Thirty years after the date of this Daybook and a year after the death of Cadwallader Colden Jr., David Galatian would draw a map of the Town of Montgomery. The town’s area included most of the Colden estate. The map shows the locations of residents whose surnames are common in the Daybook: Blake, Bodine, Cahill, Colden, Crist, Dorcas, Erwin, Felter, Galatian, Graham, Hill, Hunter, Kidd, Miller, Milligan, Milspaugh, Moore, Moul, Newkirk, Nickelson, Robison, Roose, Stephens, Smith, VanKeuren, and Weller. The homes of A. and D. Colden appear on the far east edge where the Stone Mansion of Cadwallader Jr. stood. These are undoubtedly Cadwallader’s fourth and fifth sons, Alexander and David, who were known to be respectively “still liv[ing] at home” and “in a small house just by.” 4
The original of this map hangs in the Town Government Center of the Town of Montgomery, New York. This is a reproduction by J. Devine. It has been reoriented to point North and includes the locations of the McCay farm of 1768 and Colden home. For some unknown reason, Devine’s map clips off the homes of A. and D. Colden which are in the original map. They were located at the red square on the right added by the author.
The Stone Mansion The house was still under construction as evidenced by entries in the Daybook. The mason, John Miller, was paid on September 10, 1767 “for 9 1/2 days plastering cellar kitchen and middle room.”5 On November 19th, John McClaughrey was paid for making 244 sash lights (window panes) and the pillars/rails for the porch.6 As late as September 1768, Colden was paying the mason, Miller, for 21 days of plastering the previous fall.7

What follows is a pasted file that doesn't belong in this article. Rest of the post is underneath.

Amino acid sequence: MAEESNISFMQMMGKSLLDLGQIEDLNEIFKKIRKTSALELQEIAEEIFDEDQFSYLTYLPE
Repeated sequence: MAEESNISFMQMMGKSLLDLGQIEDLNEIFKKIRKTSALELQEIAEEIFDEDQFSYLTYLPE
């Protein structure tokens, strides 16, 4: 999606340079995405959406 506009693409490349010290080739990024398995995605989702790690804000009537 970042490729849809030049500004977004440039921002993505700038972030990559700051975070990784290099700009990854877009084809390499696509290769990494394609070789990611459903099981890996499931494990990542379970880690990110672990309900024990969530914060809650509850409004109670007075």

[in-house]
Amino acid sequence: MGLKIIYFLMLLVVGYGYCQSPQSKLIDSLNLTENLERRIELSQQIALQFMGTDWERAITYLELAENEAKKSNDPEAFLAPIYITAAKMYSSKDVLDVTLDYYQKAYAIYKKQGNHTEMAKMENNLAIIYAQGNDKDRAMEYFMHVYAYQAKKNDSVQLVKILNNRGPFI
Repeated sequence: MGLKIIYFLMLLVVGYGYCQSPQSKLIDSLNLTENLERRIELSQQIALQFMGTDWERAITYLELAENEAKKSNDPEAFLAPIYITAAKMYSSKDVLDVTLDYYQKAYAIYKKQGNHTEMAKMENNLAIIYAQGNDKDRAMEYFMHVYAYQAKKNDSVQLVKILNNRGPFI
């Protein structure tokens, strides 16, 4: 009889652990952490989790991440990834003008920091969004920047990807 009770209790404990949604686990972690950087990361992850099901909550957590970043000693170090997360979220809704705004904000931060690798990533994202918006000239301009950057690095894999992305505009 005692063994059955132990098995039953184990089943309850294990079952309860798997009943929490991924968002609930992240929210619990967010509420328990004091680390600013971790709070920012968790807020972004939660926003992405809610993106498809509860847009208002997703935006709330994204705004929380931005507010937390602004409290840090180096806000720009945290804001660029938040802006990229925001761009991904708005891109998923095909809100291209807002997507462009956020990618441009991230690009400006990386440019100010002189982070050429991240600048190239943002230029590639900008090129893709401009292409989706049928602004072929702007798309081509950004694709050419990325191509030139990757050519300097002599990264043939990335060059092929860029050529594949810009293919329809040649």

View from the south of Cadwallader Colden Jr.’s home prior to the addition of a Mansard roof in about 1870. The home was built in the same period as the Daybook entries. Photo courtesy of Robin Assenza.
Enabling a Cash-Poor Economy On May 6, 1768, John Miller (mason) was debited six pounds and three shillings for “a horse bo[ugh]t at Widow McCay’s v[e]ndue.”8 A vendue, or auction, was common after the death of a freeman who died with outstanding debts. This entry in the Daybook illuminates how the store functioned much as a bank. The debit to John Miller’s account at the store would also be entered as a credit on Patrick McCay’s outstanding balance. John Miller was to “give his note with security to be paid in 6 months.” The store bought cash and loaned cash. It sold sundry items on credit and purchased farm produce, most often as a credit against the seller’s store debits. For example, on October 14, 1768, Jacob Crist was paid 16:13:7 “in full of accounts for his flour & book account to this day.”9 His account was #176, which was at that point closed and a new account (#246) opened on which he was debited five shillings for a tea pot and a gallon of rum.